Added O’Rourke: “SCOPE’s origins are always centered on Christ and the light of his Gospel. Not politics, not liberation theology or class warfare, but rather the persecution of the clergy, the crushing of freedom of the Church . . . and the sacred blood of the martyrs who stayed true to the church and the Gospel, who were peaceful and were the true victims.”
Santa Luisa served as a refuge for children during the bloody civil war, with nuns and lay teachers shuttling the children through an underground passage from the school to nearby St. Paul Church to protect them – especially the boys who were military age – from being abducted by both the government army and the rebel forces.
Today, Santa Luisa is an oasis in a tough neighborhood that grapples with drugs and street violence. There are beggars on every corner, and the streets are busy and loud. It is one of the poorer neighborhoods in a country which is the poorest in Central America. Since its opening in 1935, Santa Luisa’s mission has remained the same. Without a solid education or a talent for selling in the competitive local markets, regular work is likely not going to be around for the students of Santa Luisa when they graduate.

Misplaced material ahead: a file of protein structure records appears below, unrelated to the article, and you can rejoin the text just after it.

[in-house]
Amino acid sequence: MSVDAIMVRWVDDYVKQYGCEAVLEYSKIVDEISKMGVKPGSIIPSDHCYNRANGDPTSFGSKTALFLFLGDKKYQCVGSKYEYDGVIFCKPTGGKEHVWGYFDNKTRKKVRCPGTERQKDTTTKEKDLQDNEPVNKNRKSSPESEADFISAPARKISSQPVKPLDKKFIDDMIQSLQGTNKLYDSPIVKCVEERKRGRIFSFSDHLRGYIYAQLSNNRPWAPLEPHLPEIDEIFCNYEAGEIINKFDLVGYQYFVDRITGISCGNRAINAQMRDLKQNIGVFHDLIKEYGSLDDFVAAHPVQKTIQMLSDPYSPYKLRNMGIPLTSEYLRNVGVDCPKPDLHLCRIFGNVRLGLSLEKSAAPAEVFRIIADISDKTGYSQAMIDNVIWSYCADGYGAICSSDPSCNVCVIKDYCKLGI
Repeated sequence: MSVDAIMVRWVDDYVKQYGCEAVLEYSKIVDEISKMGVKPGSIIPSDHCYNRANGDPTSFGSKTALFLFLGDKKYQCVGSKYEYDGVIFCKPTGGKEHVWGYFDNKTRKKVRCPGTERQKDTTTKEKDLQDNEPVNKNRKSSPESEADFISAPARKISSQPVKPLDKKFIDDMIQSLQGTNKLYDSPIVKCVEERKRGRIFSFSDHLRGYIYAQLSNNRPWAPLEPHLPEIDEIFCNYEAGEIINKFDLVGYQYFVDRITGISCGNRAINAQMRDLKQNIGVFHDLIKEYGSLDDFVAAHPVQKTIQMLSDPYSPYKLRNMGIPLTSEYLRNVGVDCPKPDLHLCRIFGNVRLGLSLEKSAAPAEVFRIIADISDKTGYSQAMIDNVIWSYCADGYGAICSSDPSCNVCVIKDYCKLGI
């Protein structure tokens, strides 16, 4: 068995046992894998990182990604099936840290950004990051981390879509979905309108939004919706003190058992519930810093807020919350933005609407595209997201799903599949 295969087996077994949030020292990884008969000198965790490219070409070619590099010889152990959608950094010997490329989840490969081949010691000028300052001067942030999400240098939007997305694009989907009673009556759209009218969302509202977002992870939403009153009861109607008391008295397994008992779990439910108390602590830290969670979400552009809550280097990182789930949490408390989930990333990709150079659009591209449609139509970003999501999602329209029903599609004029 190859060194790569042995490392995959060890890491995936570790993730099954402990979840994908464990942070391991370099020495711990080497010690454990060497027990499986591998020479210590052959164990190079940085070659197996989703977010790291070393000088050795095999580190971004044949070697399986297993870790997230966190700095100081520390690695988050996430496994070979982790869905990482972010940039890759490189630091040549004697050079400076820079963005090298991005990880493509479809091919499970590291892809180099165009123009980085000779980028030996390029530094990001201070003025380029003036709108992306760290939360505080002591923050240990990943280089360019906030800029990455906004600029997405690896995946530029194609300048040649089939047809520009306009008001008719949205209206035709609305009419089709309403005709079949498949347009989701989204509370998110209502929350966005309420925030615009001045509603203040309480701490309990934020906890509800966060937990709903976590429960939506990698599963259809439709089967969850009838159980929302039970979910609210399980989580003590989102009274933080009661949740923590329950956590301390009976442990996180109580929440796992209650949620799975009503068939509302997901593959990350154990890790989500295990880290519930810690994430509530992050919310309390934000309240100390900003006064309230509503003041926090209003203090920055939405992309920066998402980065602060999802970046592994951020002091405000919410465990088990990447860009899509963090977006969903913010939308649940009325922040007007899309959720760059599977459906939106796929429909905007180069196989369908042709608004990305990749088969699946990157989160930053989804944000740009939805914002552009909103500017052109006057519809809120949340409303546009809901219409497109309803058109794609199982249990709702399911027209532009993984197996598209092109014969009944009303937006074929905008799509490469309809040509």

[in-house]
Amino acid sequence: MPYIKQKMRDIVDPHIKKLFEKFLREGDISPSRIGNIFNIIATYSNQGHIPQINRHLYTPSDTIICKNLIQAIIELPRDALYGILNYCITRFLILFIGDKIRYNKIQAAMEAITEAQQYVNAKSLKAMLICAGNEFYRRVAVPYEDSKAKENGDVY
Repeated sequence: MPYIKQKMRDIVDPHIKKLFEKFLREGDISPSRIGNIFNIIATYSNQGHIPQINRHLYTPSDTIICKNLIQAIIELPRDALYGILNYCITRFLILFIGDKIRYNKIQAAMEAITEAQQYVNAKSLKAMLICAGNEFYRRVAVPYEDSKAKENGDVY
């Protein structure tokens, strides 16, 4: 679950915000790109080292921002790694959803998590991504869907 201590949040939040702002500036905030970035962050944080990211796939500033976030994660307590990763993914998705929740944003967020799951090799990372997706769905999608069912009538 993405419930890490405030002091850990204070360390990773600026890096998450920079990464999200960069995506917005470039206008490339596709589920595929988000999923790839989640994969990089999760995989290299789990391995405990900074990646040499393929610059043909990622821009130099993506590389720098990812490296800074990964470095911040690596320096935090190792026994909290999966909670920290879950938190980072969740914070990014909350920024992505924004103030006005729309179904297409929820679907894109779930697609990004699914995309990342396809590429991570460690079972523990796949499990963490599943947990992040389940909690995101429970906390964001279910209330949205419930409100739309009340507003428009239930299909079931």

A quarter of El Salvador’s economy already comes from Salvadorans who have emigrated to other countries and send money home. The migration – mostly of the men – has led to many children being raised in single-family homes. Without the stability of predominantly two-parent homes, many inner-city neighborhoods end up torn by abject poverty and crime.
“This is the pilgrim church, the church marginalized, the aching wounds of Christ, His Body scourged, and his poor marginalized,” O’Rourke said. “This is a work of mercy.”
It is an environment of misery that can make even the most faithful doubt in God’s love for them. This is why, while SCOPE aims to provide financial assistance to keep the school operational, the heart of the ministry is giving the children what they need to develop a relationship with Christ and build a moral foundation based on the teachings of the Catholic Church. Frequent prayer, an education in the Sacraments and the daily presence of the Sisters of Charity give Santa Luisa School an advantage the children cannot find at other nearby schools.
“The school is giving them a Catholic education, rooted in the values and teachings of the Church which will hopefully shape their lives of faith and morality and help them to become agents of change and hope in their society,” Father Lally said.
SIGNS OF LIFE
Tucked inside Santa Luisa’s fences are the sounds of children laughing and playing. The school’s courtyard teems with students skipping rope, playing soccer or basketball, and singing songs. They are looked after lovingly by the nuns and lay teachers, the latter of whom take meager salaries to keep the school’s mission alive. They are grateful for SCOPE’s solidarity with them.